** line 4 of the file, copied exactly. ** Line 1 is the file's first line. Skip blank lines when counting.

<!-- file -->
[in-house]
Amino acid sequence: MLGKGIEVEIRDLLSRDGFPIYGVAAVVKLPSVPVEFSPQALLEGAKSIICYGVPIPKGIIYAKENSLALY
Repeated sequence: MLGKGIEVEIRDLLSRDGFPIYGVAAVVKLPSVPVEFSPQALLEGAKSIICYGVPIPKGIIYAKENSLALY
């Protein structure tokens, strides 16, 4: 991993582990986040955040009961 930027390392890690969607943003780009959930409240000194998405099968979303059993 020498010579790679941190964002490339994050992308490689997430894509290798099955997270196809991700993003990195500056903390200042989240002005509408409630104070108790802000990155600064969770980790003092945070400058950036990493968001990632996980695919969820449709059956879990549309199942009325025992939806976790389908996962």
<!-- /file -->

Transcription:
């Protein structure tokens, strides 16, 4: 991993582990986040955040009961 930027390392890690969607943003780009959930409240000194998405099968979303059993 020498010579790679941190964002490339994050992308490689997430894509290798099955997270196809991700993003990195500056903390200042989240002005509408409630104070108790802000990155600064969770980790003092945070400058950036990493968001990632996980695919969820449709059956879990549309199942009325025992939806976790389908996962």